On Final Day in Iowa, Front-Runners Play to Bases

On Final Day in Iowa, Front-Runners Play to Bases

By Erin McPike - January 3, 2012

MARION, Iowa -- As Mitt Romney completed his Iowa campaign four years ago, he was joined by a trio of senators from early nominating states, including Iowa's own Charles Grassley, New Hampshire's Judd Gregg and South Carolina folk hero Jim DeMint. (Only Gregg -- no longer a senator -- has endorsed him this time.)

On Monday, his final full day on the trail before Iowa Republicans caucus to choose their favorites, Romney's political companions on stage were South Dakota Sen. John Thune and Utah Rep. Jason Chaffetz. Neither of the young politicians hails from a state early in the nominating process, and they aren't quite household names. But they do represent the future of the GOP -- and the political dialogue in Washington.

Romney is not of Washington, but he is of the establishment -- it's a difference without distinction that his campaign has struggled with all year. And yet, he's had a hard time consolidating support among the elites in the GOP until recently. Still, by campaigning with two younger Washington lawmakers and talking about some of the changes he would bring to government, he took on the identity, once again, of the party's nominee-in-waiting.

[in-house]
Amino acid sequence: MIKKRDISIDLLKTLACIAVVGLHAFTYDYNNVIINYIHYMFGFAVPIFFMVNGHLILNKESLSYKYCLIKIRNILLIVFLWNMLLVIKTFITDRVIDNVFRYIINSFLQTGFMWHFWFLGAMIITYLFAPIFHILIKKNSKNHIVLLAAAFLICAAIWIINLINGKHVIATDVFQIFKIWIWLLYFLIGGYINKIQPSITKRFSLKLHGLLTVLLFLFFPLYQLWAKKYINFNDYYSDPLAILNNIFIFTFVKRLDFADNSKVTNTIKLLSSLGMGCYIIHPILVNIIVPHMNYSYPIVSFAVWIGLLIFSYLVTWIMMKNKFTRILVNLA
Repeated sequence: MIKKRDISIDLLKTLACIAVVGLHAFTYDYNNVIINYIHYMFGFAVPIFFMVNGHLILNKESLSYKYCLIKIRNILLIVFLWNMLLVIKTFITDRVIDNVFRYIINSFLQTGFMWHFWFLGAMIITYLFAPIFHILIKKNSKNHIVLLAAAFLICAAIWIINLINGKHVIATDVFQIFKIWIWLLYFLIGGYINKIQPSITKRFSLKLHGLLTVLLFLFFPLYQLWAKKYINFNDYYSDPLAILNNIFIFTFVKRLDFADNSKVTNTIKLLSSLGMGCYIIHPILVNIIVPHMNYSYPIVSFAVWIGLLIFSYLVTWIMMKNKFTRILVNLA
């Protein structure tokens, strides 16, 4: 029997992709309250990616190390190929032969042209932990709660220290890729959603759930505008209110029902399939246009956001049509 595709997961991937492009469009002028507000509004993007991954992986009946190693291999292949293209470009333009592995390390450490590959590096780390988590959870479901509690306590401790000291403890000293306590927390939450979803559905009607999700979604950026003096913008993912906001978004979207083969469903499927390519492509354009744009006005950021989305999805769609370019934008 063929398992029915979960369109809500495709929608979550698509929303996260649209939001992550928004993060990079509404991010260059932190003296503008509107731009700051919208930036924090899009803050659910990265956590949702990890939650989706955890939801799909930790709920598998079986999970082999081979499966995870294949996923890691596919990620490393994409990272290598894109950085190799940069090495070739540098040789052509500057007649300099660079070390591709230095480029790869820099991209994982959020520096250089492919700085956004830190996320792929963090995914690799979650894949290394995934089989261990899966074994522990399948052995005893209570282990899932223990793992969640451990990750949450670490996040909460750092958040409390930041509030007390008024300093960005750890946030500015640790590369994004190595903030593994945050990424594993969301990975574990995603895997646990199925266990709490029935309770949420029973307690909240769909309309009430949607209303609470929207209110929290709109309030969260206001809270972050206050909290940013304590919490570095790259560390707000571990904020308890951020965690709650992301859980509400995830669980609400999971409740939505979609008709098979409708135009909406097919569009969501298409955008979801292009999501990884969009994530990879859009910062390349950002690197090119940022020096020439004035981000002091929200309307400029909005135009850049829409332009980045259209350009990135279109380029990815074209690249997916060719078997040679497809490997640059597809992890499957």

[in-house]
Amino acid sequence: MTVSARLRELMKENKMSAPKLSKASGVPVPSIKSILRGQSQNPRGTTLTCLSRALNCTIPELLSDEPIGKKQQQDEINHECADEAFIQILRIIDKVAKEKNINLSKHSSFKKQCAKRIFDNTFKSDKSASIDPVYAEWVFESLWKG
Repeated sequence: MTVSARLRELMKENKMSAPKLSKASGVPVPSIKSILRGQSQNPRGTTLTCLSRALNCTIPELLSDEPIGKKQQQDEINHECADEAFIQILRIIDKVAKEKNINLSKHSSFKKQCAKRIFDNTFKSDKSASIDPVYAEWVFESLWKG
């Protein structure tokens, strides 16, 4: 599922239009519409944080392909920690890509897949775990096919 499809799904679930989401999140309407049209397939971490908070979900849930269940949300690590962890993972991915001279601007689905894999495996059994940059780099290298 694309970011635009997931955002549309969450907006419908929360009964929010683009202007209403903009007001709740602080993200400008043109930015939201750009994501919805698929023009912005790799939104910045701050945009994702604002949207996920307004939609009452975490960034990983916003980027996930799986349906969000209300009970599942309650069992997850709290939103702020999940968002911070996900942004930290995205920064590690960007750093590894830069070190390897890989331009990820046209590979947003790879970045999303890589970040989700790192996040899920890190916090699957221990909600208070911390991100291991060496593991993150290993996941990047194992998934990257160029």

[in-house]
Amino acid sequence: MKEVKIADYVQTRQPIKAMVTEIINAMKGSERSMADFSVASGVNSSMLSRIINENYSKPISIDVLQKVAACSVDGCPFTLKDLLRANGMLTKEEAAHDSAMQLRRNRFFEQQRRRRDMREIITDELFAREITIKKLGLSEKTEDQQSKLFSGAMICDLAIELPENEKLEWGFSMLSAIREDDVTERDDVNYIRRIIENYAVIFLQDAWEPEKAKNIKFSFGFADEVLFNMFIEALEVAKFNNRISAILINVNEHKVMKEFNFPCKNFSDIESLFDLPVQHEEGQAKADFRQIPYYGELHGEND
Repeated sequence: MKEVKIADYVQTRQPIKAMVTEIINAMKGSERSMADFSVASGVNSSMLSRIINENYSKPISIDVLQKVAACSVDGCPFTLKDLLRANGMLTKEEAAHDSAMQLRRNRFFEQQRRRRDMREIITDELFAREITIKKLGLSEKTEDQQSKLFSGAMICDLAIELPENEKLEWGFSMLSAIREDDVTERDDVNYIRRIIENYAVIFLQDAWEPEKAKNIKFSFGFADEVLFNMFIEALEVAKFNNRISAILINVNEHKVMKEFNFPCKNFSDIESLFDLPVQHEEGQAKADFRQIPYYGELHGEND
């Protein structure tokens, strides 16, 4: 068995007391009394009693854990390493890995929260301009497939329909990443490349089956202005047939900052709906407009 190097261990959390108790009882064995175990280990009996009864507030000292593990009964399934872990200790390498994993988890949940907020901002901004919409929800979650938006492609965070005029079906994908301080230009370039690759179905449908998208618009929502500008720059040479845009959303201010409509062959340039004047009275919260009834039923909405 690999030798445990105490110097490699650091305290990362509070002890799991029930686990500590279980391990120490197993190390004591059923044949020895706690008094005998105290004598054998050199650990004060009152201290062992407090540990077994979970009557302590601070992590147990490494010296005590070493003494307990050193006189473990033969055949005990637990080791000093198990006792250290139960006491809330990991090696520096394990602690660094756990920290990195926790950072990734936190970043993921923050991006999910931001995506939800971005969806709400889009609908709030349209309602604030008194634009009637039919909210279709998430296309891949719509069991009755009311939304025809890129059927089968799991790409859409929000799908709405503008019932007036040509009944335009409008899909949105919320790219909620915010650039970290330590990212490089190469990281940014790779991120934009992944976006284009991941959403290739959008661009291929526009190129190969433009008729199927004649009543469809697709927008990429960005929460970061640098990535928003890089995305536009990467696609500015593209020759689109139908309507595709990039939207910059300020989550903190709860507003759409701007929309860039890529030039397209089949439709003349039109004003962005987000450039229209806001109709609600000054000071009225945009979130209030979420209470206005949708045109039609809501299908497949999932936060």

Compare that to the other two candidates with a chance at pulling off a victory in tonight's caucuses -- Ron Paul and Rick Santorum. Each trotted out surrogates who have helped influence recent elections dominated by a wave of conservative excitement and volatility.

Joining the Texas congressman on the trail Monday was his son, Rand, now the junior senator from Kentucky. Rand Paul was never supposed to be a senator -- Minority Leader Mitch McConnell had hand-picked Trey Grayson, then Kentucky's secretary of state, to fill the state's open Senate seat. But the younger Paul, by borrowing from his father's celebrity, became a tea party star and demolished Grayson in the primary. He went on to beat rising Democratic star Jack Conway in the fall of 2010 and has been a thorn in the side of the GOP's congressional leadership ever since.

Santorum, for his part, landed the endorsement of Jim Bob Duggar, an Arkansan and social conservative who has authored books and starred in a reality TV series with his 19 children. In 2008, he made hay over Romney's flip-flopped position on abortion, trailing him around the state in the final days before the Iowa caucuses. Duggar supported his home-state candidate, Mike Huckabee, in that election, and exerted a pull on religious conservatives and families who home-schooled their children. Huckabee, of course, won the caucuses but lost the nomination.

In a brief interview with RCP at the Pizza Ranch in Boone -- where Santorum campaigned midday Monday -- Duggar said he and his family have been praying about their choice in the GOP field for weeks and just chose Santorum. As a result, he and members of his family decided to make a surprise appearance in support of the candidate.

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Erin McPike is a national political reporter for RealClearPolitics. She can be reached at Follow her on Twitter @ErinMcPike.

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